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When does Apple Pay require a signature?

Apple Pay is the convenient new electronic payment method that Apple has built into the iPhone 6 and iPhone 6 Plus. Sometimes it isn't exactly convenient, though, and you may be required to electronically sign for the transaction. Isn't not having to do stuff like that the point? What's setting off the signature requirement, exactly?

In theory, Apple Pay is fantastically convenient: Just aim your iPhone at the payment terminal, hold down your finger on the Touch ID sensor, and the phone takes care of the rest, securely and quickly. But in some cases you may be required to sign for the purchase as well.

It isn't always the same vendor, and it isn't always the dollar amount that's setting it off. John Martellaro at the Mac Observer has done some digging to find out what triggers the signature requirement.

wondered about that, so I asked my own credit card issuers about their policies. What I found is that, in my two cases, 1) there is no fixed dollar amount that dictates when I have to sign and 2) there is a very sophisticated, tiered fraud prevention system, from the credit card corporate level, then down to the issuing bank, and finally the merchant that may dictate when I have to also sign.

So it turns out that the reason may vary depending on what credit card is being used, what the issuing bank does, what merchant you're at, and what existing policies are in place for electronic transactions through every step of the way.

Source: The Mac Observer

11 Comments
  • So really the answer is that ApplePay is still new and everyone (banks, merchants ,etc) haven't quite figured out yet how they want it to work in practice. Sent from the iMore App
  • I don't think it's quite that simple. I think the answer is that while Apple Pay can save you from having to open your wallet, there are still a number of mitigating factors ranging from the merchant to your bank which can affect how the transaction is handled.
  • Also discovered while at Walgreens that not only am I still required to choose between Debit/Credit when using NFC, but if I ring my debit card as debit I'm still required to put in my PIN (REALLY??). Now I just simply press Credit when paying debit and bypass that issue:
  • I've only had the occasion to use Apple pay on 3 occasions. Once at Walgreens for less than $10, no signature required but I don't recall if I had an option to choose debit or credit, and twice in the same day at Bass Pro, once for 2 hot chocolates at their Santas wonderland think with my daughter less than $3, signature was required, and once at their regular checkout for less than $10, signature also was required. I don't recall if I had the option to choose debit or credit at Bass Pro either time, I was too distracted by my 2 year old daughter. Sent from the iMore App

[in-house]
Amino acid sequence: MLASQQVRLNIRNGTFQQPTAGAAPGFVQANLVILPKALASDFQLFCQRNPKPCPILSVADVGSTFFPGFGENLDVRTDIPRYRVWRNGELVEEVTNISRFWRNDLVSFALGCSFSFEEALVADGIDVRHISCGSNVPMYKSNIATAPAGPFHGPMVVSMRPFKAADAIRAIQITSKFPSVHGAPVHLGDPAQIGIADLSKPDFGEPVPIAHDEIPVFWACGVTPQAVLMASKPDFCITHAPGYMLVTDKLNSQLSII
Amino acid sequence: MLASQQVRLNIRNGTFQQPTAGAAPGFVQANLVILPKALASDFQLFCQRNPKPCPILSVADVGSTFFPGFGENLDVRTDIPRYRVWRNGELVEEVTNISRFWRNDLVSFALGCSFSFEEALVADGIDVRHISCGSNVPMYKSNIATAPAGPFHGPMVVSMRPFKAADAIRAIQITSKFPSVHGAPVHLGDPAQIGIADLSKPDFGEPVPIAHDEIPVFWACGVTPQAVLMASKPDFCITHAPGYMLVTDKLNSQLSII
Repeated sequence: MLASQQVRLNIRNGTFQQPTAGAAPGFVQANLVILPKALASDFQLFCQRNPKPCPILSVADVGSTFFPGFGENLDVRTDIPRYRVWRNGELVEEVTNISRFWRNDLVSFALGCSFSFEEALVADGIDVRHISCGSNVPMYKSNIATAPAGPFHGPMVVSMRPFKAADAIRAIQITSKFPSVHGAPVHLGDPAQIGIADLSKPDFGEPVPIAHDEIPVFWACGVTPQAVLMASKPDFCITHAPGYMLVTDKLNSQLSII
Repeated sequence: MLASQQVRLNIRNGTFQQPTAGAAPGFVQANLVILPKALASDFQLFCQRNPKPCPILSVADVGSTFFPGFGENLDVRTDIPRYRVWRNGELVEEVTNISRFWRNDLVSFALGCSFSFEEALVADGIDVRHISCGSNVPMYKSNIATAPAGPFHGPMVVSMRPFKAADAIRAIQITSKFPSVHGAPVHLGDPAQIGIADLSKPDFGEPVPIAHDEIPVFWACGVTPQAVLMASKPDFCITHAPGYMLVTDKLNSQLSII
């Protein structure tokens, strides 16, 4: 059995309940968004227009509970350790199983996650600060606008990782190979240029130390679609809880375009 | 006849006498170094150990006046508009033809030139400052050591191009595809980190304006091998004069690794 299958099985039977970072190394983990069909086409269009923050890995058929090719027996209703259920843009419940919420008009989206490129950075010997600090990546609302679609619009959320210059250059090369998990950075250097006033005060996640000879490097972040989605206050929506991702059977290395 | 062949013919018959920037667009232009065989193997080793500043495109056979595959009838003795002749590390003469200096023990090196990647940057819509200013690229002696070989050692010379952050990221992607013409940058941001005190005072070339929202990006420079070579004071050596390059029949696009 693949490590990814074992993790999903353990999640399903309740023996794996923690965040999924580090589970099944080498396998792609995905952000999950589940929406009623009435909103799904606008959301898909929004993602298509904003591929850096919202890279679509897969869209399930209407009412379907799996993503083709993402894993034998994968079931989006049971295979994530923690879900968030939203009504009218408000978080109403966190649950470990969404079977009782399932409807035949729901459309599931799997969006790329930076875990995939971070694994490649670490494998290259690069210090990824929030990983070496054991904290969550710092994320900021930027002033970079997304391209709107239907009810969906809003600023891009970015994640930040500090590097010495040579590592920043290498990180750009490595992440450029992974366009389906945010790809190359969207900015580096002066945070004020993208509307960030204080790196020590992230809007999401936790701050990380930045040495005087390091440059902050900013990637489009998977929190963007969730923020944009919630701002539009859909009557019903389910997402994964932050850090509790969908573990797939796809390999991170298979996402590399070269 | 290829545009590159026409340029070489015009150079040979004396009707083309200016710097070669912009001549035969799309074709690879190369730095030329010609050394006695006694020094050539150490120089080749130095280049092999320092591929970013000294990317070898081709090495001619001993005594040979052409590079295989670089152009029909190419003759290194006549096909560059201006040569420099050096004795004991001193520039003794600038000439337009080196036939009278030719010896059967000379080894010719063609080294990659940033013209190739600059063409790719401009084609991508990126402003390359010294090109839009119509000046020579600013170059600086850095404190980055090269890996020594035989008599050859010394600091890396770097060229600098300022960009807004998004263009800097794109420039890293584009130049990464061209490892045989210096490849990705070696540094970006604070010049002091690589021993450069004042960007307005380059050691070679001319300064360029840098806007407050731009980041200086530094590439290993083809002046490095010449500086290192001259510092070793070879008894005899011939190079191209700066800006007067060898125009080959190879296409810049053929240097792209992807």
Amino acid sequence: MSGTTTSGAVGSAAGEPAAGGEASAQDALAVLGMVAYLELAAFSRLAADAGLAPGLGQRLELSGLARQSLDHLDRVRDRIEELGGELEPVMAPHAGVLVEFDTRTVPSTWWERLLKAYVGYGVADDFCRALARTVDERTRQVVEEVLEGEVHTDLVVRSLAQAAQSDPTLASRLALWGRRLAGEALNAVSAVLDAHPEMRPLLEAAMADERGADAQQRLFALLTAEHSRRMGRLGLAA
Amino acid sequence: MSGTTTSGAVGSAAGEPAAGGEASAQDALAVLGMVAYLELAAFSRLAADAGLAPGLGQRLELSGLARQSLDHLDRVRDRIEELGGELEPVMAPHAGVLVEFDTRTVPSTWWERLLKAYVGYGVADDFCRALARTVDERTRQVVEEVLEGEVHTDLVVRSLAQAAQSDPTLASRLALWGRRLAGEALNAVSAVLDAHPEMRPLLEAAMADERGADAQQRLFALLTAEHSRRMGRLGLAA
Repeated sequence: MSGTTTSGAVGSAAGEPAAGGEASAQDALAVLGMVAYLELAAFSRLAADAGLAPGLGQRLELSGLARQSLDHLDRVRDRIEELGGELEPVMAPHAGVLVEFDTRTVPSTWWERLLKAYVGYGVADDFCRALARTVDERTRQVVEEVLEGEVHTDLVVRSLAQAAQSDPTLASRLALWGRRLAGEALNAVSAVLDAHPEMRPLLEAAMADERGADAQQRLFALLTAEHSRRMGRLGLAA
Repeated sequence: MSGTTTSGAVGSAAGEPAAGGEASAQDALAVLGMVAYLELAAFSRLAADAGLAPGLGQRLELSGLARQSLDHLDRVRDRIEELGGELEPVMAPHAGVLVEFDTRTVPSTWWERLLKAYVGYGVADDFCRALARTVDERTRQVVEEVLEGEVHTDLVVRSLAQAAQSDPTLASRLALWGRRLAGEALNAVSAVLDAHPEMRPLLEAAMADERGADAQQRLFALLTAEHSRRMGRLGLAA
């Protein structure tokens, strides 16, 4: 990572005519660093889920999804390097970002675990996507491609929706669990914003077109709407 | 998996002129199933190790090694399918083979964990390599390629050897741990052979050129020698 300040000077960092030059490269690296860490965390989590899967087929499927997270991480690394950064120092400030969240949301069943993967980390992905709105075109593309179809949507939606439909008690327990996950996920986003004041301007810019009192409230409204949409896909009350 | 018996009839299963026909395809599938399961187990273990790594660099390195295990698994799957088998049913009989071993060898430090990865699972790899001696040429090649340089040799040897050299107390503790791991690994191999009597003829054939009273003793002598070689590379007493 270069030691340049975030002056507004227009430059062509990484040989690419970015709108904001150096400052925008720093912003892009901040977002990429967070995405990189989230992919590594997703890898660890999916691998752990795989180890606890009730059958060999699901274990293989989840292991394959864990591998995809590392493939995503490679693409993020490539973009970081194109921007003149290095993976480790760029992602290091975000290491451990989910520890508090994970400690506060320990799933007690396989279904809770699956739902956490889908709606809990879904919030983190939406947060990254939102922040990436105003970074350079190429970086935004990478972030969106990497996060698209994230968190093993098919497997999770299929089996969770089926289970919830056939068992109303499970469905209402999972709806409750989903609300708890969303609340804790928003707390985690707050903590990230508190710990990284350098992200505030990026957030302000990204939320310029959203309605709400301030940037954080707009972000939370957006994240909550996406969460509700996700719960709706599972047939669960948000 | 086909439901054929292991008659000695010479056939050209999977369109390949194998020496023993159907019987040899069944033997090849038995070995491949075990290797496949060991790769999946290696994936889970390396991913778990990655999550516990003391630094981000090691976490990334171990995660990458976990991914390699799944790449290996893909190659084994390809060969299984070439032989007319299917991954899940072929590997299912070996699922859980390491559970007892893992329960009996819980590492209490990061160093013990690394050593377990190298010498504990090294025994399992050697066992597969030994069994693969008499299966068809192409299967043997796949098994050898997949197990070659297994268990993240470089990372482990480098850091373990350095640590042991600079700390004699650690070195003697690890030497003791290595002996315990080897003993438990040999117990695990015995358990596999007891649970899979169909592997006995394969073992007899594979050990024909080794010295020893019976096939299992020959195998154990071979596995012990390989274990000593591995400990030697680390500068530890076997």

• Haven't had the option to use Apple Pay unfortunately.
  • "Isn't not having to do stuff like that the point?" Actually, no... that isn't the point of ApplePay. The point of ApplePay is to securely make transactions with merchants while hiding your private information, including your CC number. They have made it easy to do that using Touch ID.
  • When using Apple Pay as a credit, all it does is stop you from pulling out a card. A signature is still required. Meh...
  • Not pulling out a card can be a good thing. My phone is far more accessible. My wallet I have open, flip the ID holder out of the way and try to get my fingers to grasp the card. Is it mind-bogglingly difficult? No. Is pulling my phone out of my front pocket, holding it to the terminal, and putting it back in my pocket easier? Yes. Not to mention the real number obfuscation that helps in the even of a Target, Home Depot, or any data breach.
  • Walgreens transactions have never asked for debit vs credit or to sign before, but my last 2 transactions didn't even work, so I had to pull out my real card (the same one in ApplePay) and swipe, which did work...
    Frustrating, hopefully that's just a temporary problem for that 1 store... Sent from the iMore App
  • I can live with having to sign my John Hancock every now and then.
  • ApplePay is always more secure and the most secure option available in the US. We don't have wide spread adoption of Chip and Pin credit cards. ApplePay is many times more convenient, sometimes the same convenience, and can be less convenient. For example, if you prepay for gas to use Apple Pay. But those occasions when it is the same convenience or less convenient you don't have to wonder whether your credit card is going to be caught up in a hacking scheme. (Target, Home Depot, Staples, PF Changs, Jimmy Johns, Neiman Marcus....)